Sitting at a corner table at one of her favorite Nashville eateries and sipping a Diet Coke, Miranda Lambert doesn't come across as the gun-toting, cheating boyfriend-hunting, arson-starting character

Sitting at a corner table at one of her favorite Nashville eateries and sipping a Diet Coke, Miranda Lambert doesn't come across as the gun-toting, cheating boyfriend-hunting, arson-starting character she portrays in songs like "Kerosene" and "Crazy Ex-Girlfriend." "I do have a pistol and a handgun license," she says with a laugh.

While the 23-year-old may not have personally done everything she writes and sings about, her life thus far has provided plenty of musical inspiration. "My parents are private investigators, so I have grown up seeing ugly in the world," she says. "I've seen reality. In the last five years or so I've had some relationships go bad, and I do have a little pain in my life."

That outlook has translated into big sales for Lambert's 2005 Columbia debut, "Kerosene," which has shifted 851,000 copies, according to Nielsen SoundScan, without the benefit of a No. 1 country airplay single or even a top 10 hit.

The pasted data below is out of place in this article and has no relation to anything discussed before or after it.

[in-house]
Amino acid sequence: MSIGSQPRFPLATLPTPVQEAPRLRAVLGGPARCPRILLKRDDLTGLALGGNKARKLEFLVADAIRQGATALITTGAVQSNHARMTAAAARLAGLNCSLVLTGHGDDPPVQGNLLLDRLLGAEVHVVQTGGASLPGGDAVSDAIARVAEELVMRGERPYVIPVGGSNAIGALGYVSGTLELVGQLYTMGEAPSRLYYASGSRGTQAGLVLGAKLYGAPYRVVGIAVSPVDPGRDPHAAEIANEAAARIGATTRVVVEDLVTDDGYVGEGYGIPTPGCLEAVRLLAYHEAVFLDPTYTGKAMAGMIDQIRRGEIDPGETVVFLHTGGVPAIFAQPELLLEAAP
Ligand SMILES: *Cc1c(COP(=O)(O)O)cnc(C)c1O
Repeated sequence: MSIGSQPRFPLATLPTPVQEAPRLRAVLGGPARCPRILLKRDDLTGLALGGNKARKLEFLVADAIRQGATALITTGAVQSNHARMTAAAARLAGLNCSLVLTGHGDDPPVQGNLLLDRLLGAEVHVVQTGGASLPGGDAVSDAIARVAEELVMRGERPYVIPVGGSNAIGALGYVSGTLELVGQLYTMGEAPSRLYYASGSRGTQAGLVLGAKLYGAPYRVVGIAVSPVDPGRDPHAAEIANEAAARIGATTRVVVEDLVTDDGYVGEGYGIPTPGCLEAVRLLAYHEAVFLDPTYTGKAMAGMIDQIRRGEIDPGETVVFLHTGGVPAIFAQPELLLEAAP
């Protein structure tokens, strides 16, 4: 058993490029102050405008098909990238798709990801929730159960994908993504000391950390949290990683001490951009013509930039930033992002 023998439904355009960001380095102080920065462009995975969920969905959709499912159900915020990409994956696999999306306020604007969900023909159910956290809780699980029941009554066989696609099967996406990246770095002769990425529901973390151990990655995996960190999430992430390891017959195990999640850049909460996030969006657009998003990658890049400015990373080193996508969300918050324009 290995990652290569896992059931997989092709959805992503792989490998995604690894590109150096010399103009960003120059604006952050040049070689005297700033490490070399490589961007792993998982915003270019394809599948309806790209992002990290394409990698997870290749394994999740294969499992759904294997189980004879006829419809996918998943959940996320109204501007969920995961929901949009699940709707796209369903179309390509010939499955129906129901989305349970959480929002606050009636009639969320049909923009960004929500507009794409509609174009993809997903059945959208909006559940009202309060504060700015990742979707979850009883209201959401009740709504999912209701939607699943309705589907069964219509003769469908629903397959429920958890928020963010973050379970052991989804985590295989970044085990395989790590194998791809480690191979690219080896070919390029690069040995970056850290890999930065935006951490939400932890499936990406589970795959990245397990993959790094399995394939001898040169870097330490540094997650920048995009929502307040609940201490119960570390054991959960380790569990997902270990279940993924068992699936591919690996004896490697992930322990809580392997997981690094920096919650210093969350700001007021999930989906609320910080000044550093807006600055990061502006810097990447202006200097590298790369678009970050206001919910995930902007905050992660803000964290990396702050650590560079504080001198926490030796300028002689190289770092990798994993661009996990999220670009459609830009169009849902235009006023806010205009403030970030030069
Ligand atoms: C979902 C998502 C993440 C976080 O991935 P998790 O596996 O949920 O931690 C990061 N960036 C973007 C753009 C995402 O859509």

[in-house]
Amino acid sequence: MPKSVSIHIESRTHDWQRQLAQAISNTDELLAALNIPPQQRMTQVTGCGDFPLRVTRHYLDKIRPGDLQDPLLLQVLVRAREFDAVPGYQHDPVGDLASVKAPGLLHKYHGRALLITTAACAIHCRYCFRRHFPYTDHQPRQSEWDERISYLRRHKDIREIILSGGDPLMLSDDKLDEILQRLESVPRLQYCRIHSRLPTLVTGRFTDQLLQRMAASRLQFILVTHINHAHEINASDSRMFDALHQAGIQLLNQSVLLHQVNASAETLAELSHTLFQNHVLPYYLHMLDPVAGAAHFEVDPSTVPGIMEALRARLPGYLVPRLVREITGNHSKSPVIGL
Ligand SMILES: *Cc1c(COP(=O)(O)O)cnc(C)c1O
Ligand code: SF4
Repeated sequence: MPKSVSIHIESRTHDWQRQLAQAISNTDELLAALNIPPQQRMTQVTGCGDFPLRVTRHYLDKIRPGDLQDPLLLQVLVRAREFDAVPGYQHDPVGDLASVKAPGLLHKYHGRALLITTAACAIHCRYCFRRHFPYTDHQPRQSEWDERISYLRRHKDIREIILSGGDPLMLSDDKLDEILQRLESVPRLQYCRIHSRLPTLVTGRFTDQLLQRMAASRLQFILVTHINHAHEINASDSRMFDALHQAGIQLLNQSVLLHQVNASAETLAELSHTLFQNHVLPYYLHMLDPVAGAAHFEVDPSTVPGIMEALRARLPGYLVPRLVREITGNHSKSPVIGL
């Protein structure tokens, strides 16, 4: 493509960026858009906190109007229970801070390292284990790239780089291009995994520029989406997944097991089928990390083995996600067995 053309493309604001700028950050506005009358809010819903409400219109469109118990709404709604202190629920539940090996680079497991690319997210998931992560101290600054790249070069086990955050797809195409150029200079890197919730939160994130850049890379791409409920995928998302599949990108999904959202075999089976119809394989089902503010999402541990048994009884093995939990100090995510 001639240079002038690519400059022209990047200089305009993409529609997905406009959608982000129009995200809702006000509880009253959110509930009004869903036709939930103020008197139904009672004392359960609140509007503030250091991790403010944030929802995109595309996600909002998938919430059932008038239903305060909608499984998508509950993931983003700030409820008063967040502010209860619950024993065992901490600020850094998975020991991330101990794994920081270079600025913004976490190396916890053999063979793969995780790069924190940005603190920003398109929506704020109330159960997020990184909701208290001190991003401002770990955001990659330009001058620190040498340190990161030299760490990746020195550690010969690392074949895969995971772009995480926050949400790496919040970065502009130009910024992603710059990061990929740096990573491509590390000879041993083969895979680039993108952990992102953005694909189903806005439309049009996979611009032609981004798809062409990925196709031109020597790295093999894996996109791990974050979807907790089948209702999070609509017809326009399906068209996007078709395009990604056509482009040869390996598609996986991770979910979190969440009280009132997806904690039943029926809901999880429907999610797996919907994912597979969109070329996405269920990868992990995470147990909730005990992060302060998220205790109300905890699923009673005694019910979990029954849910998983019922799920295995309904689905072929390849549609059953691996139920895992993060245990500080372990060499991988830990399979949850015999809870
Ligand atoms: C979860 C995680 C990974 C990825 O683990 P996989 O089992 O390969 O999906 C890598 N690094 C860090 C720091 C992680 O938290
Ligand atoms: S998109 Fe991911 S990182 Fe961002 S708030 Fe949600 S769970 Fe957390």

"Crazy Ex-Girlfriend," the title song from her new album, due May 1, has already stopped at No. 50. "I really want radio, but I understand why I don't always get it," Lambert says. "I mean, I am controversial-I blow people's houses up and kill people in my songs. I realize that [I'm] not just your average girl singing a song, but people do feel that way, so they want to hear it.

But not every song is as in-your-face. "More Like Her," which Lambert calls "personal and introspective," is a sparsely produced ballad that shows her vulnerable side. "Easy From Now On," a 1978 hit for Emmylou Harris penned by Carlene Carter and Susanna Clark, was a last-minute studio decision. "It's been recorded a few times before, but I don't think you can ever hear it enough," Lambert says.

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